Creating your film is only part of the filmmaking experience. Working hard on a project and seeing the finished product can be exciting and fulfilling. You made your film to be seen by others, a wide audience who can appreciate, enjoy your hard work and of course to gain recognition. For a beginner filmmaker, especially one who may not have a large budget, this might be a difficult feat. If you are willing to look beyond getting your film into big theatres though, you can get your film seen.
Hosting Your Own Viewing
One of the first steps to take would be to show your film to friends and family. You may have already been having showings of previous films you have made, but if you wish to take this professional, it’s a great way to get your distribution started.
You can host a screening party at your home or a friend or family’s place, an apartment recreation room if your place is too small for everyone, or in someone’s backyard. You could host a BBQ or dinner to go along with it and make it a movie night.
If you have a lot more friends, or want to invite neighbors and their friends, you can rent out a library room or again use an apartment’s recreation room. You could have copies of the film, if you burned it on your computer to give out after the film.
Other places you could approach to have a viewing are: Museums, Parks (which you will need a permit for), at a college that promotes independent films, at a church, (if your movie is appropriate for the venue.) Even some stores such as Apple stores or local stores might offer a space to view your film.
Film Festivals and Independent Theatres
The most obvious way to distribute your film and gaining wide recognition is through a film festival. There are plenty of them around including, but not limited to the large festivals that are covered by television.
Film Festivals vary by genre and even generations. There are festivals just for teenagers or high school students, ones that are ethnic based like the Brazilian Film Festival in Vancouver, Canada.
Some examples of film festivals in both Canada and the United States are: Toronto International Film Festival, Sundance Film Festival, Ann Arbor Film Festival, Chicago International Film Festival, Edmonton International Film Festival, Toronto After Dark Film Festival.
There are many more of course, and even some local ones for cities. It’s a matter of researching your area and genre and finding which ones would suit your film.
Once you have decided on one, you should check out their submission requirements. Not all festivals will take all films, or even unsolicited films. It will be harder to get into the larger festivals like Sundance or Toronto, but it’s not impossible.
Most will require you to submit a VHS or DVD of your film, months before the festival. Check out the time lines for submissions and application requirements. Your film doesn’t necessarily have to be finished by then, but there should be a very good rough cut of it. You will want to make as good of an impression as possible. If you are selected for an interview and screening process, you will then submit a finished product of your film. Your film should be on film itself and not a videotape or DVD. Some festivals will allow VHS or DVD, but not the larger ones.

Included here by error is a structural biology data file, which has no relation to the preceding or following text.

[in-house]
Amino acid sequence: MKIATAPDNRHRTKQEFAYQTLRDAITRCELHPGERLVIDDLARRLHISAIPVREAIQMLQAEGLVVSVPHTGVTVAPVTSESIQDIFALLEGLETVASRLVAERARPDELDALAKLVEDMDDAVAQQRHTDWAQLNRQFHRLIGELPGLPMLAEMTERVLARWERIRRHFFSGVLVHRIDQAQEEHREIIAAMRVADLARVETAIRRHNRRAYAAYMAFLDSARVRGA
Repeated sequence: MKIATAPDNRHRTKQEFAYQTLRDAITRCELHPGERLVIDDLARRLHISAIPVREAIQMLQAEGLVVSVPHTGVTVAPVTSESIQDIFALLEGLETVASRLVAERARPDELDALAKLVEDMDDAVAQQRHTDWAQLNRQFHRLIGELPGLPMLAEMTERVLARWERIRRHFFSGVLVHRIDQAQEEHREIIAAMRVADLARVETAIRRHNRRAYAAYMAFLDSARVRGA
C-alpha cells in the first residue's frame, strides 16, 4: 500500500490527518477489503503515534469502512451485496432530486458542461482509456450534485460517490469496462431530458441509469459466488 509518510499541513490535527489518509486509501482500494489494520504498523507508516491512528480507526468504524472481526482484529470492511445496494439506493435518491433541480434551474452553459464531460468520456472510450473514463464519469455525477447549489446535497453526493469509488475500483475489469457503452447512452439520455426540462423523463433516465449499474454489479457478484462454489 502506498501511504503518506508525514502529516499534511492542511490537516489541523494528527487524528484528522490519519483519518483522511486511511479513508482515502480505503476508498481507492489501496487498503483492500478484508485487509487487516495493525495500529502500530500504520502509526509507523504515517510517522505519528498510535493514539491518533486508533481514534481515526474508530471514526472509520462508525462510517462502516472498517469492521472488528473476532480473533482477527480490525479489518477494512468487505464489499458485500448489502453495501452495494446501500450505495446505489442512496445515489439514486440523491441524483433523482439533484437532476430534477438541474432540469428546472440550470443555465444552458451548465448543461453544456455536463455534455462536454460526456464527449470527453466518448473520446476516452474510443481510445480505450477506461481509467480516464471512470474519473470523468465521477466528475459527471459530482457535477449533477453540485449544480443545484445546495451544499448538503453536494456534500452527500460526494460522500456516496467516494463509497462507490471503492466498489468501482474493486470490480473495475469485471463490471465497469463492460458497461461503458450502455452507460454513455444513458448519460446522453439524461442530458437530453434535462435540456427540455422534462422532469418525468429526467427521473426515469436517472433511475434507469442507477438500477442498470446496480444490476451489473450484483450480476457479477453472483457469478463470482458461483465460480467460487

Don’t get discouraged if you are not picked on the first attempt, festivals do receive many submissions, so there is a lot of competition. Keep trying and you just might get your film entered.
Film making and photography are getting ever more popular with such equipments getting more affordable to the common man. You can visit Clivir.com to find out more about beginners photography basics and filmmaking for beginners.
Professional advice on producing an independent film! Learn about equipment and how to make an indie film in this free video. Expert: Kevin Lindenmuth Contact: www.lindenmuth.com Bio: Kevin Lindenmuth has worked in the film/video business for more than 20 years. He received his BA in film/video production from the University of Michigan in Ann Arbor in 1987. Filmmaker: Travis Waack
Video Rating: 4 / 5
Question by kfw9257: What are some good blogs or websites for independent filmmaking?
I want to learn how to make a film so I want to do my own research but I’m not sure what are reliable sources of information. Cinematography, Sound, lighting, etc. Also some good articles that could give me advice on what type of camcorder I should get that wouldn’t be too expensive but still produce quality video.
Answer by Diva Zeta
Do a search for film shed
Know better? Leave your own answer in the comments!
In which the Nerdwriter brings you along for a set visit to Noah Benezra’s new short film, Motel Blues. In which he tries to explain what people do on film sets. Here’s a link to Noah’s first short film, Here Today: vimeo.com It’s a brilliant movie. I highly recommend watching it. I’ll let you know when the new one comes out. TUMBLR: thenerdwriter.tumblr.com TWITTER: bit.ly FACEBOOK: on.fb.me